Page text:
The Guyana government on Monday assured that it would not be breaking contracts with the hundreds of doctors that are being paid higher salaries and gratuities, even as officials appealed to the medical workers to transition to the permanent and pensionable establishment.
“The government of Guyana is prepared to honour contractual agreements,” Permanent Secretary of the Public Service Department of the Ministry of the Presidency, Reginald Brotherson told doctors at a meeting held at the National Cultural Centre. “We are not going to annul anybody’s contract before its gestation period…We are saying here and now that your five year contract to serve the people of Guyana will not be annulled ,” he said.
Brotherson said doctors are free to join the permanent pensionable public service or at a minimum six months before the contract expires or after the expiration.
Prior to Monday’s meeting, the Guyana Medical Association had suggested that if government had gone ahead and employed the doctors before the end of the five years that would have amounted to a breach of contract. The opposition People’s Progressive Party (PPP) had strongly suggested that legal action would have been taken against government.
Concerns were also raised about the GYD$100 Housing Allowance under the permanent pensionable public service compared to GYD$600 as a contract worker.
Dr. Lindo questioned whether the doctors would be required to transition and whether and how long they would be paid gratuities. “Many of us are young, now starting families at the start of our lives. We have plans, we budgeted for what we are getting now. For you to come forward all of a sudden and tell us of a change and the rumours of the removal of a part of our income is life-changing,” he said, adding that the gratuities have been used to buy houses and cars.
The Permanent Secretary said under the public service there would be no gratuity every six months. He said bonded employees are required to serve Guyana for five years or three years and an employment contract for three years. He said at the end of the five-year contract, government would transition them to be appointed by the public service. However, doctors are free not to take up employment in the permanent pensionable employment.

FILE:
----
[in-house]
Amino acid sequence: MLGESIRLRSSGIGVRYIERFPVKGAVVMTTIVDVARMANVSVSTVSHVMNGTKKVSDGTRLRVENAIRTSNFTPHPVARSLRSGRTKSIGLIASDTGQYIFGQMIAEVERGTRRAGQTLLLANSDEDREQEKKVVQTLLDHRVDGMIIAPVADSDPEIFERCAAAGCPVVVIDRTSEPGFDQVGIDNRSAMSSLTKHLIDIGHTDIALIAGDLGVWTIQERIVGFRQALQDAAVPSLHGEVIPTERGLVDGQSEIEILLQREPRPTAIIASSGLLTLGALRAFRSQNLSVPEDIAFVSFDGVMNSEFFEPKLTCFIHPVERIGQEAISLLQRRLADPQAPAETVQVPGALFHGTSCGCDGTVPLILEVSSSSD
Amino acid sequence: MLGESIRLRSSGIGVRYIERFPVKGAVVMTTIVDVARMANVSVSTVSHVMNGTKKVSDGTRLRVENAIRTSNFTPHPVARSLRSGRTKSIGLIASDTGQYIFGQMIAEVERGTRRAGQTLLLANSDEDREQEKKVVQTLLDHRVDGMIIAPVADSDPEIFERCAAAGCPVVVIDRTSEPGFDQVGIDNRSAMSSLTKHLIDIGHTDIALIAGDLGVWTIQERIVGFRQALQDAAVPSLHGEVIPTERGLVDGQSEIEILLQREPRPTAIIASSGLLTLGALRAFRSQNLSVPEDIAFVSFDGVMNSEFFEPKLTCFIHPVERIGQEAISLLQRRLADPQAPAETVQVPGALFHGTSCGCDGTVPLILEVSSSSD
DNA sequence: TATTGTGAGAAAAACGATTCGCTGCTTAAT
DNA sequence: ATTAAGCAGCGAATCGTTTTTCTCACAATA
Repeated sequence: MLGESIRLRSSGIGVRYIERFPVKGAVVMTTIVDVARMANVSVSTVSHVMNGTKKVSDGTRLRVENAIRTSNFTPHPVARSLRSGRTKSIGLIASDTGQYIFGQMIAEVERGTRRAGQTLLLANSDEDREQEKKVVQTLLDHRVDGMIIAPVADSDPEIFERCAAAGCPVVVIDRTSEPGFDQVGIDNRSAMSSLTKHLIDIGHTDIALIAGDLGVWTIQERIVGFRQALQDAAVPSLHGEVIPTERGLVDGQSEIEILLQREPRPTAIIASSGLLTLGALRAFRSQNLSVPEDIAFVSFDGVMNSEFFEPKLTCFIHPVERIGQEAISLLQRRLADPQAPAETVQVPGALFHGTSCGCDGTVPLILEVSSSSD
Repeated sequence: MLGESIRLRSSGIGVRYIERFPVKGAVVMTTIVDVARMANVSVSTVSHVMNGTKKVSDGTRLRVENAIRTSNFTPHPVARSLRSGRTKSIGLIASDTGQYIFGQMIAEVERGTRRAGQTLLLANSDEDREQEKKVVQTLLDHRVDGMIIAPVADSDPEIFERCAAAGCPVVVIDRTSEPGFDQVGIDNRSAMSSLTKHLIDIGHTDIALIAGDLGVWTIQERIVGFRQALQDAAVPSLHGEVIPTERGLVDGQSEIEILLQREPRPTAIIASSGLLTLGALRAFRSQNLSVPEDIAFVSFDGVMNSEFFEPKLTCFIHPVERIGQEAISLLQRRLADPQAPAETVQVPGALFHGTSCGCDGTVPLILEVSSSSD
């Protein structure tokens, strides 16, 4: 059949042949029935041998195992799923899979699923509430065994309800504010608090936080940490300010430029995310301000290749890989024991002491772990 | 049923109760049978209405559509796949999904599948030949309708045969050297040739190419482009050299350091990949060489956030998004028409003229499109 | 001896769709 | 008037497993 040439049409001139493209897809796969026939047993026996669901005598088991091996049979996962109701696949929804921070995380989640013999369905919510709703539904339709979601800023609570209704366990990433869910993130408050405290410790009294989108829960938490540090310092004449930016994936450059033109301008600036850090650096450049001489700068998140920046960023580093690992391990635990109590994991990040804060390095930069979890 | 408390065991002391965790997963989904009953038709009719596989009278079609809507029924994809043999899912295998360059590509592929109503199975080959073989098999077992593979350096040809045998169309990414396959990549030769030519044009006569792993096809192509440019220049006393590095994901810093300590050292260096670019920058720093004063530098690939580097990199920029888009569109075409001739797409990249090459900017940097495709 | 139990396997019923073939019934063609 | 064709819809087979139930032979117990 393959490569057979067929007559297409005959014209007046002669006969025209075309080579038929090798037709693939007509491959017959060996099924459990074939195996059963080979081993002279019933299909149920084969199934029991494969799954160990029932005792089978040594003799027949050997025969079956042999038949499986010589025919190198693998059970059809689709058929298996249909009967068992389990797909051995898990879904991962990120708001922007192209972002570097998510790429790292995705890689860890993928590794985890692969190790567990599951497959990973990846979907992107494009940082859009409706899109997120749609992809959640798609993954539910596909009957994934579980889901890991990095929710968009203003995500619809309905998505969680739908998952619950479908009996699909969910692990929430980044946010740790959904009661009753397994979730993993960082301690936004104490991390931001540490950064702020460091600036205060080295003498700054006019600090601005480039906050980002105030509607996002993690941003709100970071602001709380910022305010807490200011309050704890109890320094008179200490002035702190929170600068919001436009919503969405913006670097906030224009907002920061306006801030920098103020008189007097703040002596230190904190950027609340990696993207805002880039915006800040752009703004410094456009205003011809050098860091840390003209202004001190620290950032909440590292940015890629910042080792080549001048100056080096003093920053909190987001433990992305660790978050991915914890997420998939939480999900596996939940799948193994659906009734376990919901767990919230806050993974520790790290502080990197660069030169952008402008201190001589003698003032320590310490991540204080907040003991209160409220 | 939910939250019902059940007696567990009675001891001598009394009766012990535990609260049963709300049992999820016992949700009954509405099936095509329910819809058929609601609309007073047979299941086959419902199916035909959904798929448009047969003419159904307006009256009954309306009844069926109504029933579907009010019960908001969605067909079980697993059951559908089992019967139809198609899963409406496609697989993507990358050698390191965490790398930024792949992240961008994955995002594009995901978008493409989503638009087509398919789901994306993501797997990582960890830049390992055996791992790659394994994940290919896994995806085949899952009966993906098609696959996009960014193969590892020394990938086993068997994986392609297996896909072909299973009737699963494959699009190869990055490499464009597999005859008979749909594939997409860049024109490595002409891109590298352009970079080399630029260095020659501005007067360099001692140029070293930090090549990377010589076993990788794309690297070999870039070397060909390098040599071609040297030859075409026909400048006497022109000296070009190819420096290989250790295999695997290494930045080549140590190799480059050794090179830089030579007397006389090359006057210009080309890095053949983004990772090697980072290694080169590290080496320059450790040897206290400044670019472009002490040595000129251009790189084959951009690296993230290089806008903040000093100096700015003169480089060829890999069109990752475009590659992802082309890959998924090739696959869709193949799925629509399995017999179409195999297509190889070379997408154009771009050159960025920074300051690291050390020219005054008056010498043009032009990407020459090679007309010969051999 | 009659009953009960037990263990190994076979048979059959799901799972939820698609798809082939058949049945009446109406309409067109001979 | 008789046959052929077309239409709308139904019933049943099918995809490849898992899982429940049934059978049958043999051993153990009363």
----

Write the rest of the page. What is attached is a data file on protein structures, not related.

He said the transition would require doctors to submit birth and skilled certificates to be verified and then apply to the Public Service to be employed based on a vacancy inventory.
Brotherson said the parallel public service is unconstitutional and does not guarantee protection in the same way does the Public Service Commission, Public Service Appellate Tribunal and the Court system.
“These are processes to protect a person’s constitutional right so being employed by the Public Service means you are protected by an umbrella ; the issue of promotion- you are the best candidate for the job, you are promptly promoted and you serve. The question of retirements and pensions and benefits is guaranteed under the constitution of Guyana,” he said.
Meanwhile, the Region Four Regional Health Officer Dr. Bissember said she disregarded a request from the Director of the Regional Health Services that only two doctors from the region should have represented their colleagues, and instead put in place measures to treat patients.
“I did not stop the doctors from coming here today. The office of the Regional Health Officer did not o such. What we did is put measures in place so that our patients will be covered, that our patients will not suffer. So I am just asking that we get it clear that it wasn’t a decision with the REO nor the RHO made to send that publication out or to tell the doctors that only certain persons should be here today,” she said.
The doctors were also told of their leave entitlement in the permanent pensionable establishment.
Minister of Public Health, Volda Lawrence urged the doctors to submit their contact information so that government can dispatch the terms and conditions of employment by the public service. She also told the doctors that they would be free to send questions about the terms and conditions before organising a second and longer meeting, most likely on a Saturday and Sunday.